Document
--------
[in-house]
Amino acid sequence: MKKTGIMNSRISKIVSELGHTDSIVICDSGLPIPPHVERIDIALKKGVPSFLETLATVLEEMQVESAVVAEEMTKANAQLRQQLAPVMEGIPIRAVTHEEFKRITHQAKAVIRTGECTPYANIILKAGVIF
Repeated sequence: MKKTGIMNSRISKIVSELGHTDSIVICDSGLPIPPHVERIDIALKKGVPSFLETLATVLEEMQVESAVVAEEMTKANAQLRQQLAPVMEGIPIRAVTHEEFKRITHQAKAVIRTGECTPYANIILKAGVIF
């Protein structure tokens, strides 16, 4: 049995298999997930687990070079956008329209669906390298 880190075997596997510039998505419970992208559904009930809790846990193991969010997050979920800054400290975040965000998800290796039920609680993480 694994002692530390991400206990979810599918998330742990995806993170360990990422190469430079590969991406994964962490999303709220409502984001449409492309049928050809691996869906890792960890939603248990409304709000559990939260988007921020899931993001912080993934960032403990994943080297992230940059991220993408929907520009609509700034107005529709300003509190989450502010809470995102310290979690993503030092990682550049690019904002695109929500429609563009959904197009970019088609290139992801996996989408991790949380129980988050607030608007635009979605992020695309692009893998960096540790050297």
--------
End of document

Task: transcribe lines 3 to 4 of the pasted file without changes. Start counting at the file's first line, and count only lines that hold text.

Repeated sequence: MKKTGIMNSRISKIVSELGHTDSIVICDSGLPIPPHVERIDIALKKGVPSFLETLATVLEEMQVESAVVAEEMTKANAQLRQQLAPVMEGIPIRAVTHEEFKRITHQAKAVIRTGECTPYANIILKAGVIF
């Protein structure tokens, strides 16, 4: 049995298999997930687990070079956008329209669906390298 880190075997596997510039998505419970992208559904009930809790846990193991969010997050979920800054400290975040965000998800290796039920609680993480 694994002692530390991400206990979810599918998330742990995806993170360990990422190469430079590969991406994964962490999303709220409502984001449409492309049928050809691996869906890792960890939603248990409304709000559990939260988007921020899931993001912080993934960032403990994943080297992230940059991220993408929907520009609509700034107005529709300003509190989450502010809470995102310290979690993503030092990682550049690019904002695109929500429609563009959904197009970019088609290139992801996996989408991790949380129980988050607030608007635009979605992020695309692009893998960096540790050297």